Given the recent news that an employee of the Royal Household is being sent to jail for taking bribes and several football managers have been accused of taking transfer bungs, it is perhaps time for a quick reminder of the anti-bribery laws.
The Bribery Act 2010 sets out the offences as follows:
Bribing another person (i.e. active bribery);
Being bribed (i.e. passive bribery); and
- Bribing a foreign public official.
These offences can be committed by either an individual or a corporate body. If a corporate body has committed the offence and a senior officer has consented to or connived in it, they too could be personally liable.
Finally, there is a further offence where a commercial organisation fails to prevent bribery, so employers beware! You need to take steps to ensure bribery is not happening in your workplace.
Although there is no express definition of what “bribery” is, a common sense approach should be adopted. It is clear from the Act that bribery occurs where an advantage is given in exchange for improper decision-making or action. For example, let's say the MD of a major wine supplier invites the CEO of a hotel to take a free holiday in his French villa at around the time the current supply contract is due to expire, with the aim of inducing the CEO to renew the contract without going through a formal tender process. There would be a number of potential offences:
If the CEO accepted the holiday, both he and his hotel company are potentially committing the offence of being bribed since he is accepting the holiday with the intention that he will forgo the usual procurement process;
The MD of the supplier and his company are committing the offence of bribing another as he is offering the CEO the holiday as an inducement for bypassing the usual tendering process; and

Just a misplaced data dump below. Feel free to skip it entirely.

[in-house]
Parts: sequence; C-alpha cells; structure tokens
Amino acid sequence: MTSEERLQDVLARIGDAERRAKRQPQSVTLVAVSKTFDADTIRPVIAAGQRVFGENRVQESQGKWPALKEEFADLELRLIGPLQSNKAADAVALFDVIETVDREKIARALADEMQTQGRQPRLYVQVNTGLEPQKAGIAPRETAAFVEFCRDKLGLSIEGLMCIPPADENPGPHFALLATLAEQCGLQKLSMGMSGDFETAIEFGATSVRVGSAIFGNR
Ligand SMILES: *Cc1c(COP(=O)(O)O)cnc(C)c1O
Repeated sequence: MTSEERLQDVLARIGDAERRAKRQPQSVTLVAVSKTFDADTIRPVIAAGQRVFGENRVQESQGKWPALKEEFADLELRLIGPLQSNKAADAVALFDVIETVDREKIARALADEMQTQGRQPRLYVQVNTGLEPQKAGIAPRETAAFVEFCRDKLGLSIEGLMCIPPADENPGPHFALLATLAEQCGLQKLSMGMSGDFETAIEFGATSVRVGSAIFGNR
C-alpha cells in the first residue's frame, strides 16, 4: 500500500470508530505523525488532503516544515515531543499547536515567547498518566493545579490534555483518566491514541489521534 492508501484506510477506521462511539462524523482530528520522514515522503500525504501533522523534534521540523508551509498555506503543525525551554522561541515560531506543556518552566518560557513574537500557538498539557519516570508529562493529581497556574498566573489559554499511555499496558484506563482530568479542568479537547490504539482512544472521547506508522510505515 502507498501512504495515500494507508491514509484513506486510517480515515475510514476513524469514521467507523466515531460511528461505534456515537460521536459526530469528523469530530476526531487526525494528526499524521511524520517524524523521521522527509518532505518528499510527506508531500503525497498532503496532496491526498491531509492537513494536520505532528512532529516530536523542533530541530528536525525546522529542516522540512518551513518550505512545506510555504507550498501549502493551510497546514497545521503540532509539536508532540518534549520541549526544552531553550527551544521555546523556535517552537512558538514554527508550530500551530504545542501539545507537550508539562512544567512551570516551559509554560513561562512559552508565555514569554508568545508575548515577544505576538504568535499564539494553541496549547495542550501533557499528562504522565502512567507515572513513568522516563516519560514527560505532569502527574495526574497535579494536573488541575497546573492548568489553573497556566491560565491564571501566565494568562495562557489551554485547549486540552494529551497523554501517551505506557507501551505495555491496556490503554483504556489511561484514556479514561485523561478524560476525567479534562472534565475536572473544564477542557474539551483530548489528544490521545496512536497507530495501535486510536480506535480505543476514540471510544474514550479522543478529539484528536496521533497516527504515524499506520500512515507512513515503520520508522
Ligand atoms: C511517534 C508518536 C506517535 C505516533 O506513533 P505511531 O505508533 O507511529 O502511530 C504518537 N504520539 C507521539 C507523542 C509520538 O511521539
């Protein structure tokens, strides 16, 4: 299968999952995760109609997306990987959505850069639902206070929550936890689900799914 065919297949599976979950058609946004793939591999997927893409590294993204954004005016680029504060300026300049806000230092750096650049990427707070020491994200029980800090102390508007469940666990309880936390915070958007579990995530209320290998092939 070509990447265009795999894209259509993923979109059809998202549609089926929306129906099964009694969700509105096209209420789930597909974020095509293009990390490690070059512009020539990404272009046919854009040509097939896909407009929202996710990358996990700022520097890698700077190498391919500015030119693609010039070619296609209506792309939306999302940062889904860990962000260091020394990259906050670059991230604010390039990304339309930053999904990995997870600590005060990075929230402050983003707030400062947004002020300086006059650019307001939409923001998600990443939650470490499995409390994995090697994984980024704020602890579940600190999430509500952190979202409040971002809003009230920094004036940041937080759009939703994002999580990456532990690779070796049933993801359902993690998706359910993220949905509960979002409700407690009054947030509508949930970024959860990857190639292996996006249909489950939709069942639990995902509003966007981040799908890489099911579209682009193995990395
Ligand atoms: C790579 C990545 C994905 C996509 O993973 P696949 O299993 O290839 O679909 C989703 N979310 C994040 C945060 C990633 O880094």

The hotel that employs the CEO may have committed the offence of failing to prevent bribery, unless it can show that it had adequate procedures in place to prevent bribery. Also, any other senior officers of the hotel (such as the other directors and managers) who consent to or connive in the bribe may have personal liability.
Of course, the Act does not prevent all corporate hospitality. What is key is whether the hospitality is being offered to induce improper performance - if it is, that is a bribe. Factors taken into consideration to determine this will include whether the hospitality is proportionate, reasonable, offered in good faith and in line with industry norms. So, the MD offering a couple of bottles of wine for a hotel director to sample or taking him out to dinner to forge better relations is unlikely to be an issue.
If a person does fall foul of the bribery laws, tough criminal sanctions can apply. An individual can be sentenced for up to 10 years imprisonment as well as receive an unlimited fine. A body corporate can be punished with an unlimited fine.
It is therefore worth ensuring that you and your employees are aware of and respect the anti-bribery laws. The first step is to undertake a risk assessment of the areas in your business where bribery is likely to occur so you can monitor these areas carefully. In addition, a robust anti-bribery policy and comprehensive training for your employees is a must to educate them all on what they can and cannot do. You should also appoint a senior employee as your Compliance Officer to ensure there is a watchful eye focused on stopping any potential bribery issues from arising.
A deputy property manager in the Royal Household is facing jail for taking bribes to help companies win lucrative contracts at London palaces. Ronald Harper, 64, was paid more than £75,000 in return for favouring heating, building and energy companies over a five-year period.